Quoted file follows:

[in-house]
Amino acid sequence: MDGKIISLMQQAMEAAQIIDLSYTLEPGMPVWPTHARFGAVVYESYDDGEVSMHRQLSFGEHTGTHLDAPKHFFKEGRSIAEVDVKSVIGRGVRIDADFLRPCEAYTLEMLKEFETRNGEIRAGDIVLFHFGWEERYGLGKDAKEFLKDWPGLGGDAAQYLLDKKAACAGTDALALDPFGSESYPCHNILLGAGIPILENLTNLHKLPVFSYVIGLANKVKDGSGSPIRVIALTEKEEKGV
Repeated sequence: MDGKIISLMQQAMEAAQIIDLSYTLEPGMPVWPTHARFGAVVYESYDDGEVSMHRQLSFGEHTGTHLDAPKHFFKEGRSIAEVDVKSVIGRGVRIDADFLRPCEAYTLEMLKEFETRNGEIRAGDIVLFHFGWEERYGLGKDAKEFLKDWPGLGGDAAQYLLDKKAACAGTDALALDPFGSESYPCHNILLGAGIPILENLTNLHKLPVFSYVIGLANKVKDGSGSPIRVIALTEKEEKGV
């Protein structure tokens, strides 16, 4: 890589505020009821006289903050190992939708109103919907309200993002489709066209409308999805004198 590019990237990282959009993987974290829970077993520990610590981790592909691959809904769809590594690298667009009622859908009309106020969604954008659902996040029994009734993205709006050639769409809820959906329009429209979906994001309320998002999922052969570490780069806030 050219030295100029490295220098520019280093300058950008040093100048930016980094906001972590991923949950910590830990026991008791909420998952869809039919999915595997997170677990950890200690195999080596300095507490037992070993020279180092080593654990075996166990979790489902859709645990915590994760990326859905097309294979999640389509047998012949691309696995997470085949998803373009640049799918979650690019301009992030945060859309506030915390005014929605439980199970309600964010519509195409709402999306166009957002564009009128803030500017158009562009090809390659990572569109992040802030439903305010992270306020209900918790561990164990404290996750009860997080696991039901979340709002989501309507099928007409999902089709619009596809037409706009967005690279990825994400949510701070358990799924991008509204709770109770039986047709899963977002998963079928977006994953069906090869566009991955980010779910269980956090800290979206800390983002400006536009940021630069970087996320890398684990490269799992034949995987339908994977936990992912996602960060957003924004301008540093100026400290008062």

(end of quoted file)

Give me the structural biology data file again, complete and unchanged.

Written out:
[in-house]
Amino acid sequence: MDGKIISLMQQAMEAAQIIDLSYTLEPGMPVWPTHARFGAVVYESYDDGEVSMHRQLSFGEHTGTHLDAPKHFFKEGRSIAEVDVKSVIGRGVRIDADFLRPCEAYTLEMLKEFETRNGEIRAGDIVLFHFGWEERYGLGKDAKEFLKDWPGLGGDAAQYLLDKKAACAGTDALALDPFGSESYPCHNILLGAGIPILENLTNLHKLPVFSYVIGLANKVKDGSGSPIRVIALTEKEEKGV
Repeated sequence: MDGKIISLMQQAMEAAQIIDLSYTLEPGMPVWPTHARFGAVVYESYDDGEVSMHRQLSFGEHTGTHLDAPKHFFKEGRSIAEVDVKSVIGRGVRIDADFLRPCEAYTLEMLKEFETRNGEIRAGDIVLFHFGWEERYGLGKDAKEFLKDWPGLGGDAAQYLLDKKAACAGTDALALDPFGSESYPCHNILLGAGIPILENLTNLHKLPVFSYVIGLANKVKDGSGSPIRVIALTEKEEKGV
């Protein structure tokens, strides 16, 4: 890589505020009821006289903050190992939708109103919907309200993002489709066209409308999805004198 590019990237990282959009993987974290829970077993520990610590981790592909691959809904769809590594690298667009009622859908009309106020969604954008659902996040029994009734993205709006050639769409809820959906329009429209979906994001309320998002999922052969570490780069806030 050219030295100029490295220098520019280093300058950008040093100048930016980094906001972590991923949950910590830990026991008791909420998952869809039919999915595997997170677990950890200690195999080596300095507490037992070993020279180092080593654990075996166990979790489902859709645990915590994760990326859905097309294979999640389509047998012949691309696995997470085949998803373009640049799918979650690019301009992030945060859309506030915390005014929605439980199970309600964010519509195409709402999306166009957002564009009128803030500017158009562009090809390659990572569109992040802030439903305010992270306020209900918790561990164990404290996750009860997080696991039901979340709002989501309507099928007409999902089709619009596809037409706009967005690279990825994400949510701070358990799924991008509204709770109770039986047709899963977002998963079928977006994953069906090869566009991955980010779910269980956090800290979206800390983002400006536009940021630069970087996320890398684990490269799992034949995987339908994977936990992912996602960060957003924004301008540093100026400290008062």